Re: Sexist numpty & Reg titles
"I don't see any whining. I see someone learning the reality of group dynamics, which is something different."
I am surprised but a few people seem to have missed it. Based on the speed of votes up and down it seems during UK working hours more people were blind to the whining than after. I am assuming some form of frog boiling in PC which made some people blind. Interestingly a lot of other people commenting spotted the same problem early on.
The article itself has a good message- if you dont want to stand out as the odd one out then you need not to make yourself stand out. Plenty other people pointed out this problem with the article yet based on the title, sub title and the many comments she made in the article (how many times does she have to state she is a woman?) seem to suggest the problem is that she is a woman in a "boys’ club".
I took issue with her seeming to ignore the problems (which she solved when it was pointed out to her) yet attributes it to being a woman. She ignores her efforts to stand out as entirely different to the people she worked with and blames being a woman. That is whining. Blaming what she wants to blame while ignoring the problem she made. In chronological order it looks like this-
"I am female, and I work in IT."
"So much has been written about the need for more women in IT"
"But it can be even tougher as a woman"
"Oh, you’re a girl. We normally see guys fixing computers."
"If you want to be taken seriously in IT, you need to dress like a man"
""Wow!" I thought to myself, “I’m not being taken seriously already? Did my clients think I was joke?”"
"I traded my heels and Ann Taylor outfits for Gap khakis, button-down shirts and comfy Clarks. I was an IT guy now; I was one of the boys"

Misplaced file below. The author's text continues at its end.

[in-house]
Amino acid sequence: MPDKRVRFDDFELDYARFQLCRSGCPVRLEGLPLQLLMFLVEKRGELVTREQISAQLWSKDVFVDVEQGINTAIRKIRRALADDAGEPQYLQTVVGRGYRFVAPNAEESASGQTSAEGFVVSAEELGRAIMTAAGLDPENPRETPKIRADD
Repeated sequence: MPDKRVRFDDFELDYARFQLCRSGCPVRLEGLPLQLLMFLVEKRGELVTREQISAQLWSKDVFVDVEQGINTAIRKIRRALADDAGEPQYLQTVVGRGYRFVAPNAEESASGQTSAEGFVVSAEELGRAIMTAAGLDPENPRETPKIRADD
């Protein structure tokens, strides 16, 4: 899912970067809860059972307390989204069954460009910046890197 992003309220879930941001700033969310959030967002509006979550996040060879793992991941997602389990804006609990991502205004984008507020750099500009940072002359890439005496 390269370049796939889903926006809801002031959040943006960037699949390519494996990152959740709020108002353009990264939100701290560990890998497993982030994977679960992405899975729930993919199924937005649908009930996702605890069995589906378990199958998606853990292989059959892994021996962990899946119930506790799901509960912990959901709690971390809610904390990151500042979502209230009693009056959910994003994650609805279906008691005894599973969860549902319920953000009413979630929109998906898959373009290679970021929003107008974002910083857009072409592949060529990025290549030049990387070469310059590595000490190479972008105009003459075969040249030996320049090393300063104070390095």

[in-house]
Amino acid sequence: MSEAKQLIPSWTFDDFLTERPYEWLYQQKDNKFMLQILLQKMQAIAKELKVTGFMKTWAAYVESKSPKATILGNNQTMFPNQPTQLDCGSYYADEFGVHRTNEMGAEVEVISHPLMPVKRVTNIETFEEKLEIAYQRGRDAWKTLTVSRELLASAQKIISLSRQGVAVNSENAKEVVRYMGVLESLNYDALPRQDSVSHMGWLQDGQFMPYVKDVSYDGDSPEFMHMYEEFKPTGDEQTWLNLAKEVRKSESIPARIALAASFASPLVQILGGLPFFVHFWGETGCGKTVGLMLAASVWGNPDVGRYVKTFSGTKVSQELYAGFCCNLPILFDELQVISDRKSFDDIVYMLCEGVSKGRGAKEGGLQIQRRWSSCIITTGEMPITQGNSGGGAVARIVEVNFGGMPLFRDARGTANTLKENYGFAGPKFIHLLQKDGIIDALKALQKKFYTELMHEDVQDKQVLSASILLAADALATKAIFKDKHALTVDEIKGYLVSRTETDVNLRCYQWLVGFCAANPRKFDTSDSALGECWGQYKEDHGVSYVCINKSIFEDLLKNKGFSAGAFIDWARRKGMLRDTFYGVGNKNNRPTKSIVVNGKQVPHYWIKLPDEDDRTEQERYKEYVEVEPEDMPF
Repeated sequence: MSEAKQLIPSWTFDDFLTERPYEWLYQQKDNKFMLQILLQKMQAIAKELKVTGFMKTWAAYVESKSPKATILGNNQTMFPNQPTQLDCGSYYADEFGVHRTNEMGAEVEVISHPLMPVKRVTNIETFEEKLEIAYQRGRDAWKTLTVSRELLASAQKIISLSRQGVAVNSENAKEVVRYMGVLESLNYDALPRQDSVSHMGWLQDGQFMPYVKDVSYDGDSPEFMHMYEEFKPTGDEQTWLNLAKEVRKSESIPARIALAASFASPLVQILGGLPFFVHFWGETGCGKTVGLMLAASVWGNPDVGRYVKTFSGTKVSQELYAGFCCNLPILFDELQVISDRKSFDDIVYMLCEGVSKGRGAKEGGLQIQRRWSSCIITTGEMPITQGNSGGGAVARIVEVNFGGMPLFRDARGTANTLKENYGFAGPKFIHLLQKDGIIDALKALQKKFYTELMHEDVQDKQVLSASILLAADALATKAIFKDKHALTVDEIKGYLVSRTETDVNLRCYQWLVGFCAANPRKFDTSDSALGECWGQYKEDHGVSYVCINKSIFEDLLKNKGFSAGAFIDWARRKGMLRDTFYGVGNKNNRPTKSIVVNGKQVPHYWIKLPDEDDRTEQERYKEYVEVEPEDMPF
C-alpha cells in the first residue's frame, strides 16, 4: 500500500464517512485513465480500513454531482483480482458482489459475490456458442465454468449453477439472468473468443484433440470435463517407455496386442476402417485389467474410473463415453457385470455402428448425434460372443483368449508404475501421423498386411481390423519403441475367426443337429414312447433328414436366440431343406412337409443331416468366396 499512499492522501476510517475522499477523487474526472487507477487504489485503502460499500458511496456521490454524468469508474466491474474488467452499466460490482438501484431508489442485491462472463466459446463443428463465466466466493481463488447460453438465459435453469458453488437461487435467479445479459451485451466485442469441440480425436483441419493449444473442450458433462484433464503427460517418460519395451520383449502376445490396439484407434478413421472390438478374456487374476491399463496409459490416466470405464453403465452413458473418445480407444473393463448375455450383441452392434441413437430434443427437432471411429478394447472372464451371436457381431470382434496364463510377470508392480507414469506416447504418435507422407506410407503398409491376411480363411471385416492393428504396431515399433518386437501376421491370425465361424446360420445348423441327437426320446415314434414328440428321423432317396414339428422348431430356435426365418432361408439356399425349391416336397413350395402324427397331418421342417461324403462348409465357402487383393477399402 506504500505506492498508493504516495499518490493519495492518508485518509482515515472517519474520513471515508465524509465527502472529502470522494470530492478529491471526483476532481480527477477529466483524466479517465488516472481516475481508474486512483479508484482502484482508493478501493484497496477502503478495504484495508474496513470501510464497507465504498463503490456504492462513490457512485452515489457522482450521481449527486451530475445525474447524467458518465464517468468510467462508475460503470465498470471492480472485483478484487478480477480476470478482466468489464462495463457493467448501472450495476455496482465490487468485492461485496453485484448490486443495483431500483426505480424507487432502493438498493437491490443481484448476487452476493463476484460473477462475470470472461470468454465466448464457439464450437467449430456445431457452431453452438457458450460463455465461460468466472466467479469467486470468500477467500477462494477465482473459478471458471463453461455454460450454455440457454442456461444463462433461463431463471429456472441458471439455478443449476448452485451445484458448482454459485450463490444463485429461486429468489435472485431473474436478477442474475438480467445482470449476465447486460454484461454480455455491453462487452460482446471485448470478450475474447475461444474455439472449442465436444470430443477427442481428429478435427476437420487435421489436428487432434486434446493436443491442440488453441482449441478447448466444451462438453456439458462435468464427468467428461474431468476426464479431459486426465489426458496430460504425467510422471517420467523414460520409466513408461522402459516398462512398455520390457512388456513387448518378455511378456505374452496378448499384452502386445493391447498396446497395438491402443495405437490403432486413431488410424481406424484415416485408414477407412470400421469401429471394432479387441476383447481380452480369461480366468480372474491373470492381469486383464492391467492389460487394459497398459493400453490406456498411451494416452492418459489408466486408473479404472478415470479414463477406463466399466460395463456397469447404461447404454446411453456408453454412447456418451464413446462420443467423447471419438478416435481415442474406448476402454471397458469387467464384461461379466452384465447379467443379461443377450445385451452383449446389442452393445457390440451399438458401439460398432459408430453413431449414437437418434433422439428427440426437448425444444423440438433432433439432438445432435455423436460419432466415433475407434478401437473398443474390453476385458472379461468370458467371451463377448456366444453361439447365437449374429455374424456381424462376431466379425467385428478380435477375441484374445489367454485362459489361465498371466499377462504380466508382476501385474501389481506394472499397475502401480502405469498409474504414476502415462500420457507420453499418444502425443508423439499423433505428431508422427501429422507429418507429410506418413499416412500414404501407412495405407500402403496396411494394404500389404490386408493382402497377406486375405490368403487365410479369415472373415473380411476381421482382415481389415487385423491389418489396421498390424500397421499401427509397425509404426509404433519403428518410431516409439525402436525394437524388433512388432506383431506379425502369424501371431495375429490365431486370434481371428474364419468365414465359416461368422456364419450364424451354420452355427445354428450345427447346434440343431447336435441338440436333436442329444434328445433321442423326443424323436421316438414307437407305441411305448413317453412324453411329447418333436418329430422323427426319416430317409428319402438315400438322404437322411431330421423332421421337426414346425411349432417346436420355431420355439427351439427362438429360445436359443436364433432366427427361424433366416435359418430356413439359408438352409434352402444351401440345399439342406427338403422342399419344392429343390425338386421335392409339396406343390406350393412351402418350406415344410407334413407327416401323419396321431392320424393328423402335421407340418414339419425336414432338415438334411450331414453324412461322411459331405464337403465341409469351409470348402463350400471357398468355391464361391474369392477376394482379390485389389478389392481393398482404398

"I’m sure many of you reading this are wondering why I didn’t report him to HR"
"The boys’ club prevails"
"When I returned from maternity leave after my third child, the reality of being a woman in IT hit me"
"This is where I failed and let the stereotype of IT being a man’s world carry on"
"especially in a field that is predominantly male"
"I started to think back on what made me confident before, and the advice about dressing like a man once again popped into mind"
"I decided that if this behaviour worked for the men, it could work for me"
"and you’ll find that I’m no longer the token "IT guy" female"
"I no longer hide behind khakis and polo shirts"
"I wear pretty shoes, paint my nails with glitter, and change my hair colour as often as Microsoft releases security patches."
"IT is a boys' club"
"If you want to work in this field as a woman, you need not only to be able to play with the boys, but also sometimes to beat them at their own games"
"Once you’ve made it into the club, though, those boys see what kind of “IT magic” can happen when you’ve got Mars and Venus working together."
An entire article dedicated to missing the point and blaming the boys club for her desire to be the pretty thing with heels, glitter, make up and coloured hair while the rest of her workforce looked nothing like that. This is not a male/female problem yet she insists on pointing it out as one.
If you were right and she had learned about group dynamics then she would realise she had worthwhile information and understand why. Instead she seems to have misplaced the blame entirely